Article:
This paper discusses Sfard’s commognitive approach and provides an empirical study as an example to illustrate the theory as method. Traditionally, research in mathematics education focused on the acquisition of mathematical knowledge and the didactic process of knowledge transfer. Through attending to a distinctive form of language in mathematics, as well as mathematics as a discursive subject, alternative views of making meaning in mathematics have emerged; these views are therefore “critical,” as in critical discourse analysis. The commognitive discourse analysis method has the potential to bring more clarity to our understanding of students’ mathematical thinking and the process through which students are socialized into school mathematics.

Keywords: commognitive framework, discourse analysis, mathematical discourse, mathematics education

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23237 Using Indigenous Games to Demystify Probability Theorem in Ghanaian Classrooms: Mathematical Analysis of Ampe

Authors: Peter Akayuure, Michael Johnson Nabie


Similar to many colonized nations in the world, one indelible mark left by colonial masters after Ghana’s independence in 1957 has been the fact that many contexts used to teach statistics and probability concepts are often alien and do not resonate with the social domain of our indigenous Ghanaian child. This has seriously limited the understanding, discoveries, and applications of mathematics for national developments. With the recent curriculum demands of making the Ghanaian child mathematically literate, this qualitative study involved video recordings and mathematical analysis of play sessions of an indigenous girl game called Ampe with the aim to demystify the concepts in probability theorem, which is applied in mathematics related fields of study. The mathematical analysis shows that the game of Ampe, which is widely played by school girls in Ghana, is suitable for learning concepts of the probability theorems. It was also revealed that as a girl game, the use of Ampe provides good lessons to educators, textbook writers, and teachers to rethink about the selection of mathematics tasks and learning contexts that are sensitive to gender. As we undertake to transform teacher education and student learning, the use of indigenous games should be critically revisited.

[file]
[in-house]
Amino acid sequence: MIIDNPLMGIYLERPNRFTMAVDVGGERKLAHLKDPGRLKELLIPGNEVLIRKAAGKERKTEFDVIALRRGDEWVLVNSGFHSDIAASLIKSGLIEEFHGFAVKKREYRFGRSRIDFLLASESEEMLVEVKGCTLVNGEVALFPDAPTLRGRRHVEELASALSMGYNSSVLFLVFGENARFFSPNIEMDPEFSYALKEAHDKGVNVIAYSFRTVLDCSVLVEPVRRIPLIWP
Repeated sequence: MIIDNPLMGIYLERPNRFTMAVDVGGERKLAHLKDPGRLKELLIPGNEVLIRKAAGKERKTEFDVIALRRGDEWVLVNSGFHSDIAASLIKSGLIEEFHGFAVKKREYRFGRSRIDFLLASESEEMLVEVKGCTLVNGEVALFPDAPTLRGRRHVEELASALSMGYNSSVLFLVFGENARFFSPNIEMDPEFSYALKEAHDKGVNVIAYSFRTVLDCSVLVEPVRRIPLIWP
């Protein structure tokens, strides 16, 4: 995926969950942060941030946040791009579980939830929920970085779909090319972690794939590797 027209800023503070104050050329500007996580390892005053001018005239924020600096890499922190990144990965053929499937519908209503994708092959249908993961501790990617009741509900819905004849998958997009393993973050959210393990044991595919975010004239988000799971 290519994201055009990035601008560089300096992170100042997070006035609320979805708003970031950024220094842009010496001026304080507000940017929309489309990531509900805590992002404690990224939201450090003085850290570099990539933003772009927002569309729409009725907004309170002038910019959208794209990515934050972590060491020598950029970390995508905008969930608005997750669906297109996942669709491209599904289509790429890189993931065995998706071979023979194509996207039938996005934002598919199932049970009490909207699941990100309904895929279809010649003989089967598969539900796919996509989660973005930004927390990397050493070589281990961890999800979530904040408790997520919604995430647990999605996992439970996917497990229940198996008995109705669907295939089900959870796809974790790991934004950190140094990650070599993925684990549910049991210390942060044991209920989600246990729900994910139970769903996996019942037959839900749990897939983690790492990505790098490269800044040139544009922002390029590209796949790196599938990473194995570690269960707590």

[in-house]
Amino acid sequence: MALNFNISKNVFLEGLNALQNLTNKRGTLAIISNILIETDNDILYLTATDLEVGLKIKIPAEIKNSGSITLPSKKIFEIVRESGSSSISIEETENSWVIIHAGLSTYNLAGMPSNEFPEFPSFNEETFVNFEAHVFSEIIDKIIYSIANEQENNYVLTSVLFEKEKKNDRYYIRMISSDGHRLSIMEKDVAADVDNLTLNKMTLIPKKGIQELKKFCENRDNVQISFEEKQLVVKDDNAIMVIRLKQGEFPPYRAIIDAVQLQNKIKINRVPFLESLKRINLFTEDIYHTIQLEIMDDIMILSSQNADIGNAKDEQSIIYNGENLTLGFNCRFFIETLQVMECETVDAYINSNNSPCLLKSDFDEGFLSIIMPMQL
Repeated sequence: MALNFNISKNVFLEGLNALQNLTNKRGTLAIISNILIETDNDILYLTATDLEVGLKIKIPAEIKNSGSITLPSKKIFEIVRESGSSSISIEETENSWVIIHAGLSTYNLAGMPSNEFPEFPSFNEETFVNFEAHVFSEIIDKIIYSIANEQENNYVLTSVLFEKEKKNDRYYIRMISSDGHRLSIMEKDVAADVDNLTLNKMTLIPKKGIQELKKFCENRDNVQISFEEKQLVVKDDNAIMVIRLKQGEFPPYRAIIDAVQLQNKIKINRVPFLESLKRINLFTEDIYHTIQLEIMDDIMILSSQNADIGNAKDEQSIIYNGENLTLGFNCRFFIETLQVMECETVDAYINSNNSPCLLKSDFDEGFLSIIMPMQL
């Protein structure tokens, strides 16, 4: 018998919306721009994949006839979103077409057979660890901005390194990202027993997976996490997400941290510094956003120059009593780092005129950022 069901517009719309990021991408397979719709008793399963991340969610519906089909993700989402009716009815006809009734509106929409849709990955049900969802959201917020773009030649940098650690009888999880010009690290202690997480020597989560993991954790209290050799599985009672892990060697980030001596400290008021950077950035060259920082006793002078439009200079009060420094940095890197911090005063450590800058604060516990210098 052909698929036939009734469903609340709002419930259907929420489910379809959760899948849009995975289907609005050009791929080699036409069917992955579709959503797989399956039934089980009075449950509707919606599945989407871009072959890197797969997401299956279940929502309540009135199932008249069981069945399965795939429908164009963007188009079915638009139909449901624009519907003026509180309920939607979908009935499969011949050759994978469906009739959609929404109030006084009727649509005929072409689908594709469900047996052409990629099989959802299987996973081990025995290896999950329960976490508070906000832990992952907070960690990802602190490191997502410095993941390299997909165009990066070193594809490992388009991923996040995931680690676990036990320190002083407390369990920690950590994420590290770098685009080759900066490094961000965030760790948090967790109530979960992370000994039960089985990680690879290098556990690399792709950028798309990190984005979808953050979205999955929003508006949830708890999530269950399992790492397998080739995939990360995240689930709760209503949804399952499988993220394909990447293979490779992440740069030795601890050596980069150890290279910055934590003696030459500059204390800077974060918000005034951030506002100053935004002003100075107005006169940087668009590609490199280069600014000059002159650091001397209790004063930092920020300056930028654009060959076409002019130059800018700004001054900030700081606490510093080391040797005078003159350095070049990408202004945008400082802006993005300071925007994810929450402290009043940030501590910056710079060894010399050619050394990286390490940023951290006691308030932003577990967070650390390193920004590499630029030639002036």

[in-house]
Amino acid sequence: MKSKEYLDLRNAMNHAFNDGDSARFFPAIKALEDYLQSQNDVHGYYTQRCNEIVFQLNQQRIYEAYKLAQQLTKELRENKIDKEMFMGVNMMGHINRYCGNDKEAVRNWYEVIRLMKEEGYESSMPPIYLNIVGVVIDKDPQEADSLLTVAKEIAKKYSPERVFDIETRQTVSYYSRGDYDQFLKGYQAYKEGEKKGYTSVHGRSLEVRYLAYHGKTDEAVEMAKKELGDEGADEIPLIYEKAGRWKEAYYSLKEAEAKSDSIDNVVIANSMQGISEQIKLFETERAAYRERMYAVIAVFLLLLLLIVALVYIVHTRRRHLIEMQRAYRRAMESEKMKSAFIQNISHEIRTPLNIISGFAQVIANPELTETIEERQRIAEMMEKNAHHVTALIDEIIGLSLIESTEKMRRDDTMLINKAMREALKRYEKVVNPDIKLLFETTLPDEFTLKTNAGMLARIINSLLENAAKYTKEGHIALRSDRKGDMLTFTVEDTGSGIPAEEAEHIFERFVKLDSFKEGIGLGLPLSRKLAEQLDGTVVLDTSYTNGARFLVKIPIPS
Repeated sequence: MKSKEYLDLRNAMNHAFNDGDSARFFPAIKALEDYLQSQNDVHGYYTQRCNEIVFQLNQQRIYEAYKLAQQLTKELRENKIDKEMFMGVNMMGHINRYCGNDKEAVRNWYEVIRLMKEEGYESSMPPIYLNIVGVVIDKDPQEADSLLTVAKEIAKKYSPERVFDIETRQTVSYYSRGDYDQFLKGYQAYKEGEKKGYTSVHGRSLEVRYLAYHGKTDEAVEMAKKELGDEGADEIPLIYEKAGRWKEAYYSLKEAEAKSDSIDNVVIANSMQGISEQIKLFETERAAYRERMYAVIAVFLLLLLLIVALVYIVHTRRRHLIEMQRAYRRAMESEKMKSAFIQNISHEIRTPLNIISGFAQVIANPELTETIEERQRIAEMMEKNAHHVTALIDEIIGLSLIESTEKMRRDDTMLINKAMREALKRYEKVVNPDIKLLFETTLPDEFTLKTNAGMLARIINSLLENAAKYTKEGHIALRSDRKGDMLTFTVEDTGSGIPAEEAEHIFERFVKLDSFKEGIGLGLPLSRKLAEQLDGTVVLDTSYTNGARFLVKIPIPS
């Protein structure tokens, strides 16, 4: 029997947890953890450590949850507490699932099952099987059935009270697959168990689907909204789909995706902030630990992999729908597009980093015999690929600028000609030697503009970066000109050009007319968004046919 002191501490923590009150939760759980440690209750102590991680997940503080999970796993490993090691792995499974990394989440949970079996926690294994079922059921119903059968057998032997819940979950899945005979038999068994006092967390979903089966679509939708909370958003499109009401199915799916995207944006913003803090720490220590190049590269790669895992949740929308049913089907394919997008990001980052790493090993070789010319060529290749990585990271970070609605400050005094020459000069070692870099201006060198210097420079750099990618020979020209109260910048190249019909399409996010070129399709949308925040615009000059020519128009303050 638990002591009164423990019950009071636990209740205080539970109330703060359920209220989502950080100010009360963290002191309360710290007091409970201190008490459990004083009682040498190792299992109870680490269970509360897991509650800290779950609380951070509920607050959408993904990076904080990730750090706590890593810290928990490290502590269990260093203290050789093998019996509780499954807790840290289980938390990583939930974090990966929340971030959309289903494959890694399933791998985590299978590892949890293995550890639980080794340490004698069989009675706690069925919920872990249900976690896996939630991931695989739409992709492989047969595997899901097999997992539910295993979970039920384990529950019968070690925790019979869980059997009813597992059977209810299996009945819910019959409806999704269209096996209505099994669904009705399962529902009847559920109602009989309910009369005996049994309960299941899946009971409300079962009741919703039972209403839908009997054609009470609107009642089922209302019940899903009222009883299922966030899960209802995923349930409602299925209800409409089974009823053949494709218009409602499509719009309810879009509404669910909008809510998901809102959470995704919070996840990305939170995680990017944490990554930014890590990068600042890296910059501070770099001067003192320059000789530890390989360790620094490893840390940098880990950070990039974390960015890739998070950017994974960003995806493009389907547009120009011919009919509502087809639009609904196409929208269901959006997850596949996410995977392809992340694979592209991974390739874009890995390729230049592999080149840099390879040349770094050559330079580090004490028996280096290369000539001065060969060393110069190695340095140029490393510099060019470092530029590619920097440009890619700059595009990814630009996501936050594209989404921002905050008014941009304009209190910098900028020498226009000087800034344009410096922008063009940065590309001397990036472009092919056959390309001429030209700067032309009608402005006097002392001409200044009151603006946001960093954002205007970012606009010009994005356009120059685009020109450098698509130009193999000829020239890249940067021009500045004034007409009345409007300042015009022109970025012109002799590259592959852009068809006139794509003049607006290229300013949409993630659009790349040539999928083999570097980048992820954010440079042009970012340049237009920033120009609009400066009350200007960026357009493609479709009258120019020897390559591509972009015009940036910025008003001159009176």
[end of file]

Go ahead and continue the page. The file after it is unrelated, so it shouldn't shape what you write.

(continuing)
Keywords: Ampe, mathematical analysis, probability theorem, Ghanaian girl game

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23236 Analysis of Multilayer Neural Network Modeling and Long Short-Term Memory

Authors: Danilo López, Nelson Vera, Luis Pedraza


This paper analyzes fundamental ideas and concepts related to neural networks, which provide the reader a theoretical explanation of Long Short-Term Memory (LSTM) networks operation classified as Deep Learning Systems, and to explicitly present the mathematical development of Backward Pass equations of the LSTM network model. This mathematical modeling associated with software development will provide the necessary tools to develop an intelligent system capable of predicting the behavior of licensed users in wireless cognitive radio networks.